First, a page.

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Perin V. Hayne Case Summary

analytical Essay
1160 words
1160 words
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Arden Clark HAP 312 September 20, 2015 Discussion Paper: Negligence In a 1973 case, Perin v. Hayne, the District Court System of Iowa addressed the question of whether a cervical fusion performed on a female patient resulted in a paralysis of a vocal chord. (Showalter 160.). In this particular case the plaintiff, Perin, began consulting Dr. Robert A. Hayne for a cervical fusion surgery. Perin underwent the cervical fusion surgery to eliminate the pain, weakness, and numbness in her back, neck, right arm, and hand, which was caused by two protruding cervical disks. Subsequently, Perin alleged she suffered paralysis of a vocal chord because of an injury to the right recurrent laryngeal nerve during the surgery. In a consultation in 1968, Dr. Hayne took on the cervical fusion surgery for the plaintiffs pain, weakness, and numbness in her back, neck, right arm, and hand. The results from this surgery had resolved the plaintiffs injuries. Soon after, the plaintiff admits that even though the surgery resolved her previous …show more content…

In this essay, the author

  • Analyzes the case of perin v. hayne, in which a female patient underwent cervical fusion surgery to eliminate her pain, weakness, and numbness.
  • Argues that the plaintiff should have taken the means to establish specific negligence into consideration before bringing forth an expert witness to testify.
  • Explains that res ipsa loquitur should be taken into consideration when determining an opinion towards the courts holding.
  • Analyzes how illene perin's consent to fusion of two vertebrae combined with defendant’s assurances and failure to warn her of specific hazards vitiated her consent.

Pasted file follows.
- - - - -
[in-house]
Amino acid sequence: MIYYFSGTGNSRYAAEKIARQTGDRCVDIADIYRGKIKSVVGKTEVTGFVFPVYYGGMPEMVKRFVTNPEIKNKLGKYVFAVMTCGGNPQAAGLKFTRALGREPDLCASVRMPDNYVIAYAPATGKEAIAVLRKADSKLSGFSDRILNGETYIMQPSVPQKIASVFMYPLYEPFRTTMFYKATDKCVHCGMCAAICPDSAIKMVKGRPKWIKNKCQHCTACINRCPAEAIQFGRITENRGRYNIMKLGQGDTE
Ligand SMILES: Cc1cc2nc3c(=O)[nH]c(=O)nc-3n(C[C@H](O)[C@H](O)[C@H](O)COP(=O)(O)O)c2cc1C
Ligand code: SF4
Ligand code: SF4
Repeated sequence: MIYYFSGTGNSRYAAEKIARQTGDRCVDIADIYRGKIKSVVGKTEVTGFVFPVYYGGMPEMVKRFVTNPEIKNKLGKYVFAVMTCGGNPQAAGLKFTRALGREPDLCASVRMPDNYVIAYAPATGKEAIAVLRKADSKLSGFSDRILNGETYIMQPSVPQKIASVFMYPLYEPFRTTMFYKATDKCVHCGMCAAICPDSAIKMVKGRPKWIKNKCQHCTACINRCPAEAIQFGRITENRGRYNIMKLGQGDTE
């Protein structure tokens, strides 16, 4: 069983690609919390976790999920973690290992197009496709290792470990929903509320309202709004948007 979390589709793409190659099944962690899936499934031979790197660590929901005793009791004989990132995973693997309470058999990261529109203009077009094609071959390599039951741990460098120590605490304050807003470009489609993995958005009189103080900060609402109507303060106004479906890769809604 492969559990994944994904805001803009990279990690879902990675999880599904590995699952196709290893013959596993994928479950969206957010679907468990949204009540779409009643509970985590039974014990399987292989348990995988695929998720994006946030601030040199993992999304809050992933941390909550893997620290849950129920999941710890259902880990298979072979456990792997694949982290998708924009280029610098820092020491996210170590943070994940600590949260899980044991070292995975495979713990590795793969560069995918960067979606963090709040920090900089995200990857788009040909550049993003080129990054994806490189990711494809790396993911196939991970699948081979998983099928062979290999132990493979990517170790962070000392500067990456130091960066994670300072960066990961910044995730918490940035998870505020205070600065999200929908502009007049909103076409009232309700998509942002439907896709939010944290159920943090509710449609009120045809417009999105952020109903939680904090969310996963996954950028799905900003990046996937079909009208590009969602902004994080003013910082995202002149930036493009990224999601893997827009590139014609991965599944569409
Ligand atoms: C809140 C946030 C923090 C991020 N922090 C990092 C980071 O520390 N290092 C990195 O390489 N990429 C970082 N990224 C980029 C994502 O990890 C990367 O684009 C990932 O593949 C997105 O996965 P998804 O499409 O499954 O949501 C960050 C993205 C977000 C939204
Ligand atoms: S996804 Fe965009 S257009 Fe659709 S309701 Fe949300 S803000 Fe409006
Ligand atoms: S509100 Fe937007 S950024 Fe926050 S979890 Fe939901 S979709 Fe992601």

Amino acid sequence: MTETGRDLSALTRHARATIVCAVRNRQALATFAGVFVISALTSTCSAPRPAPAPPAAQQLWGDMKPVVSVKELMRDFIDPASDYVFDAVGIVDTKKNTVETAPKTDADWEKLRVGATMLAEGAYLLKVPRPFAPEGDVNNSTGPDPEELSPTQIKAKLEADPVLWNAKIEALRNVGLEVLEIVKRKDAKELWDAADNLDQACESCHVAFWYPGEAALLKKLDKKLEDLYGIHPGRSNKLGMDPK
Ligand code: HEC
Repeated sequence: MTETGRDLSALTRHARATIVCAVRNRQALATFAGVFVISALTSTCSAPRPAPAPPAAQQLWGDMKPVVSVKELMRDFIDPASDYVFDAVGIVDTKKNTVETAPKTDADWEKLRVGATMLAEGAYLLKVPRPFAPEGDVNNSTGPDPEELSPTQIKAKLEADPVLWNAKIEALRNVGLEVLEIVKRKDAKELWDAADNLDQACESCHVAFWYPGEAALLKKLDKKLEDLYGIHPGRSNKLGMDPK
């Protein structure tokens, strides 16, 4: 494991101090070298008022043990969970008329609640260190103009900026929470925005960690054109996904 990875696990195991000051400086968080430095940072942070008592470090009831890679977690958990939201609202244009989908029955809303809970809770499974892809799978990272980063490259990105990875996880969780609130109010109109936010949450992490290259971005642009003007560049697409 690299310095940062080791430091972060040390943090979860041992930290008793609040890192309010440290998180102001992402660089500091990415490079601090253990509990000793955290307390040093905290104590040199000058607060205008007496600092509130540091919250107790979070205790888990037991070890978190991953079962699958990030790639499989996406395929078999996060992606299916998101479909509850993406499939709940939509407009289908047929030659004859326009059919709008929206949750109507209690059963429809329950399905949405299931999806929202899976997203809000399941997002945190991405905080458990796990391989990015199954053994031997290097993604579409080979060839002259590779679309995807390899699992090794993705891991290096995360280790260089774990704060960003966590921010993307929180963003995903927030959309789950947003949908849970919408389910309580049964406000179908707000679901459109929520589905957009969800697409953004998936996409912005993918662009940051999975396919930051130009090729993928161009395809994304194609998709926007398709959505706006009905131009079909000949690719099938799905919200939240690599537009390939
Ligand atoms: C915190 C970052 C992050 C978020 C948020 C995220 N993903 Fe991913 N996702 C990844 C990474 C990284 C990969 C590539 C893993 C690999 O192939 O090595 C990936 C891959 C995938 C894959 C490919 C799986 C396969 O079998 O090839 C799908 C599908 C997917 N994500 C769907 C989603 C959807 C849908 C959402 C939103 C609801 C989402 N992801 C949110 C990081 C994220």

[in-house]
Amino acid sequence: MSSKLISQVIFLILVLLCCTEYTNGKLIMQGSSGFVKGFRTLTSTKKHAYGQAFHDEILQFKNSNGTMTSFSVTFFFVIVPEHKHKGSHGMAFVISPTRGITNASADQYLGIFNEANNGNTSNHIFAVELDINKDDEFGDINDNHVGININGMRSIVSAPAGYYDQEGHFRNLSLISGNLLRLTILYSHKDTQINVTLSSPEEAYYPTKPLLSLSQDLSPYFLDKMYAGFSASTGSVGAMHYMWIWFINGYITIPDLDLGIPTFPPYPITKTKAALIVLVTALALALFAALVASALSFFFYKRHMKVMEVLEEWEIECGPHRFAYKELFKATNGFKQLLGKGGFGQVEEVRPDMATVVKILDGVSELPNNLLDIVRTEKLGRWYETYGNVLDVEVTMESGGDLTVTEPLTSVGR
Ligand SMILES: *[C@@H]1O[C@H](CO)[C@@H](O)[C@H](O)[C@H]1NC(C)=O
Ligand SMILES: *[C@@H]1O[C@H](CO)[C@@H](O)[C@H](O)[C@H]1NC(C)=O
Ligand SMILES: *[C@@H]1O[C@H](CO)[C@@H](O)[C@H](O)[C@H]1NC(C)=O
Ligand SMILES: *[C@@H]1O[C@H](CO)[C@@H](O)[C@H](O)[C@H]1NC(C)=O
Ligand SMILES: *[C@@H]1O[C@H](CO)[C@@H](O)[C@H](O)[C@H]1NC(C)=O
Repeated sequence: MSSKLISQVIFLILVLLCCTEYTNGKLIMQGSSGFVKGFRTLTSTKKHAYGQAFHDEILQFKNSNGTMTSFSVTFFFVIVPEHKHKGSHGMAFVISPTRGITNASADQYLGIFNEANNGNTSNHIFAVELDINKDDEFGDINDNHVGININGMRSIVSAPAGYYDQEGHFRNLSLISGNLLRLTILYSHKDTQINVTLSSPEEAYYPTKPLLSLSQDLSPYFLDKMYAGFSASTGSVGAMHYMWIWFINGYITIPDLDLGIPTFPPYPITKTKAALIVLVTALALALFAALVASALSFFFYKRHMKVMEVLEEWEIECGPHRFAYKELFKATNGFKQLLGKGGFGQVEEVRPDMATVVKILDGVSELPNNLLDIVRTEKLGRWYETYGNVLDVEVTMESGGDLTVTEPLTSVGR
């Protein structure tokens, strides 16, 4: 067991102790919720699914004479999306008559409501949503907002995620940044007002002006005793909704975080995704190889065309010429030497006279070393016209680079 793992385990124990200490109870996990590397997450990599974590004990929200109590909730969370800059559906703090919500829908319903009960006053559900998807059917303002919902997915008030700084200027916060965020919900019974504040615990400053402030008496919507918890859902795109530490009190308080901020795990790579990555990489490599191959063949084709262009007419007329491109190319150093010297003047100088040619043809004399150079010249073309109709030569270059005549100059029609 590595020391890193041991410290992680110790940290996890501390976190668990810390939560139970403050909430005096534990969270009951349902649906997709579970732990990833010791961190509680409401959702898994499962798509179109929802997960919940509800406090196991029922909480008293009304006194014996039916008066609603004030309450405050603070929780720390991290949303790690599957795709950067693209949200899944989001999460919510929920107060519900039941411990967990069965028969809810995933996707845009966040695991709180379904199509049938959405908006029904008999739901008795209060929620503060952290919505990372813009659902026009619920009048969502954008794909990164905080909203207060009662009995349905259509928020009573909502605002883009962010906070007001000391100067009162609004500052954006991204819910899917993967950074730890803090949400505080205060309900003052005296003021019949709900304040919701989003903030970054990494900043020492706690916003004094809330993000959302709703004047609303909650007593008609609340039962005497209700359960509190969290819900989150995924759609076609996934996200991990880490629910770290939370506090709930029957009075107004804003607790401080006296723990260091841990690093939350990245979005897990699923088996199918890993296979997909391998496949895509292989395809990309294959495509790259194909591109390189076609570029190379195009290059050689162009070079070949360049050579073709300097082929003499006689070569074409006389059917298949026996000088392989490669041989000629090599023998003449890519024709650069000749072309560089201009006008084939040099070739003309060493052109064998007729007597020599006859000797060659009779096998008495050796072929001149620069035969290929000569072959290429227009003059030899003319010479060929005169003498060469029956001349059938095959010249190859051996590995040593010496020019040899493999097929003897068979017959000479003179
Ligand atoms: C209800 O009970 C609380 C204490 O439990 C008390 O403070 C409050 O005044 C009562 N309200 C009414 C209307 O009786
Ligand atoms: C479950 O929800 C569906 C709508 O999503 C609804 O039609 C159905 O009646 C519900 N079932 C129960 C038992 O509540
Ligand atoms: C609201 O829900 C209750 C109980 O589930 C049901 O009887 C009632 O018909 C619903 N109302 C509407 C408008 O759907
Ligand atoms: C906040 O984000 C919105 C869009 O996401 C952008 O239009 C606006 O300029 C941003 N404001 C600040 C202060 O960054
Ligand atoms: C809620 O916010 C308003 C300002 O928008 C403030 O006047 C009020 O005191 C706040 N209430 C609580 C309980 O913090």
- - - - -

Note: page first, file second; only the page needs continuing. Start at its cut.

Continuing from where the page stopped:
• Explains that cervical fusion has a large scope that patients should be well aware of before just undergoing the corrective surgery. perin v. hayne was an important case in determining what is defined as specific negligence, res ipsa loquitur, and battery or trespass.
  • Cites burt, m., and skarin, g. res ipsa loquitur in child protective proceedings july 2011.

“In tort law, the doctrine which holds a defendant guilty of negligence without an actual showing that he or she was negligent. Its use is limited in theory to cases in which the cause of the plaintiff's injury was entirely under the control of the defendant, and the injury presumably could have been caused only by negligence”(Burt, M.A., & Skarin, G.D. (2011). In consideration of this, the defendant argues that the second foundation of this principle should be solely based on common knowledge of the situation. Although, there is a experts testimony tartar is no basis in this case , in the experts testimony or anything else, for indicating that the plaintiffs injury resulted from the negligence of the defendant. The court correctly found the defendant not liable under the Res ipsa

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